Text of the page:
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Graphology and psychiatric diagnosis: Is the writing on the wall?

Published online by Cambridge University Press:  13 June 2014

Mary Davoren
Central Mental Hospital, Dundrum, Dublin 14, Ireland
Natalie Sherrard
Department of Psychiatry, Mater Misericordiae University Hospital, Eccles Street, Dublin 7, Ireland
Eugene Breen
Mater Misericordiae, University Hospital, Eccles Street, Dublin 7, Ireland
Brendan D. Kelly*
Department of Adult Psychiatry, University College Dublin, Mater Misericordiae University Hospital, 62/63 Eccles Street, Ireland
*Correspondence E-mail


Objective: To review the role of handwriting analysis in psychiatry.

Method: Case-report and review of key papers.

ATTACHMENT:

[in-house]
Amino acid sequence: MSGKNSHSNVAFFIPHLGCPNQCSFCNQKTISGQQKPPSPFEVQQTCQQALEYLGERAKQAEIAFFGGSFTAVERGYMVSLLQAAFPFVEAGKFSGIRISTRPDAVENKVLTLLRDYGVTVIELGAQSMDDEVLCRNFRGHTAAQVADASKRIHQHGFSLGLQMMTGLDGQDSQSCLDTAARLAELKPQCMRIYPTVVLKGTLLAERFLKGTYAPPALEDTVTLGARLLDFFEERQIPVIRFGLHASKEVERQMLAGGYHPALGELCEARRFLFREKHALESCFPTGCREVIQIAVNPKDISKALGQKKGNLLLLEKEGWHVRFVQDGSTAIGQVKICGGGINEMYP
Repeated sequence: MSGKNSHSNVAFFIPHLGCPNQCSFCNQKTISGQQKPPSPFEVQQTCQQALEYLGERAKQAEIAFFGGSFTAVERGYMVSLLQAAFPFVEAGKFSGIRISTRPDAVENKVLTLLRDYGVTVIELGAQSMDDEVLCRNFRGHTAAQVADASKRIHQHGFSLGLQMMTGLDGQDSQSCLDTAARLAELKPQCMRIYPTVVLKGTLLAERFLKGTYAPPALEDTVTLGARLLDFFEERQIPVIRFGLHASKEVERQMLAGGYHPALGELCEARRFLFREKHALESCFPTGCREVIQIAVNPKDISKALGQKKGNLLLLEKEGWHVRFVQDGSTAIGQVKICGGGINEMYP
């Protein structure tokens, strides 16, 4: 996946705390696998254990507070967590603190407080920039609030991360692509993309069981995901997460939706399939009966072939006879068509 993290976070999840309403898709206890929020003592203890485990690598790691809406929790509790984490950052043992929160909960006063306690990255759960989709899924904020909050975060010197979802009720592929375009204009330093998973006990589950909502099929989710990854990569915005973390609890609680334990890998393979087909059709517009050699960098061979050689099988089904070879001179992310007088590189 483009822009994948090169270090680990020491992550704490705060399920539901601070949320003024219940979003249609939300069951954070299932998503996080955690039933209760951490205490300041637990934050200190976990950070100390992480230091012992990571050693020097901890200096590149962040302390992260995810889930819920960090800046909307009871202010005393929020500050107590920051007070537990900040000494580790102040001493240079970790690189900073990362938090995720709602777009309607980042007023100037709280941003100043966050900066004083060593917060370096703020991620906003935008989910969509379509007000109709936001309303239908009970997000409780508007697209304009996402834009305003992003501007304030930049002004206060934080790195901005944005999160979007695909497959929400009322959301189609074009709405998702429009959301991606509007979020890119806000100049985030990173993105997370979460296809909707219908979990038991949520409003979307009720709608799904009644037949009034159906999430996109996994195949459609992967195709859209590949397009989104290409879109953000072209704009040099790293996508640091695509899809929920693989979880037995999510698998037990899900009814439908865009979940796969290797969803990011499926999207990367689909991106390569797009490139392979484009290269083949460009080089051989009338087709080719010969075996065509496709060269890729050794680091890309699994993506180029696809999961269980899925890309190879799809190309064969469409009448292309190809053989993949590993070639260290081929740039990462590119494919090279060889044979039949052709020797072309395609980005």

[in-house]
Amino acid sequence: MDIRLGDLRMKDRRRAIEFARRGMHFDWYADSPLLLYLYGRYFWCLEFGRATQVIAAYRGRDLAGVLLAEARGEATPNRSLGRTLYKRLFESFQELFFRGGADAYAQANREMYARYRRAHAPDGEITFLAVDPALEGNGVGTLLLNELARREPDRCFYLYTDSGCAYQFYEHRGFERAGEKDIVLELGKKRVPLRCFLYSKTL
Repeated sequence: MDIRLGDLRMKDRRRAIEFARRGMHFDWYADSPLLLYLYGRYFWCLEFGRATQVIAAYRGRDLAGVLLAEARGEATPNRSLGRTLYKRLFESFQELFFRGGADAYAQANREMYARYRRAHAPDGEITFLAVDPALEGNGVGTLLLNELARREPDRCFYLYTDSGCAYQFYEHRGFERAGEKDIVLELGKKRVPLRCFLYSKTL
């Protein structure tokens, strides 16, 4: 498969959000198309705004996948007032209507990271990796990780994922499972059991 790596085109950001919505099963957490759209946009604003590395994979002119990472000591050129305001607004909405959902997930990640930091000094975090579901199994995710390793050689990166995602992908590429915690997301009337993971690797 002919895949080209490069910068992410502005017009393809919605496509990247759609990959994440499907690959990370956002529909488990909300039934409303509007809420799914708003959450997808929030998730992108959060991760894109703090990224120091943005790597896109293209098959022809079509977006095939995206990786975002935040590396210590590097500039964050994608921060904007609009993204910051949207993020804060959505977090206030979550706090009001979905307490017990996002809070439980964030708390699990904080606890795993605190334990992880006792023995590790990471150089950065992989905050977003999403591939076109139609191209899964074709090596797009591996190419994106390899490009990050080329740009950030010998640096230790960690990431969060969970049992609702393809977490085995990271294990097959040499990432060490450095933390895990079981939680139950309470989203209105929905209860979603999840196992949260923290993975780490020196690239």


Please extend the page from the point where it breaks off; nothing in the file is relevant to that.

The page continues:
Results: M, a 27-year-old man, presented with incoherent speech, palilalia, logoclonia, incongruous affect, paranoid delusions and auditory hallucinations. M was diagnosed with schizophrenia and cannabis misuse, complicated by speech and language difficulties. M spent long periods writing on pieces of paper; towards the start of his admission, his writing was unintelligible but became more intelligible as his psychosis resolved. M's handwriting demonstrates clinical features of psychosis (e.g. clang associations) and graphological abnormalities associated with schizophrenia in the literature (rigidity in letter-formation, mechanical expressions, and tendency toward over-use of straight lines).

Conclusion: Analysis of handwriting is likely to play a limited role in psychiatric diagnosis but may prove useful in monitoring clinical improvement in certain patients.

Case Report
Copyright © Cambridge University Press 2012

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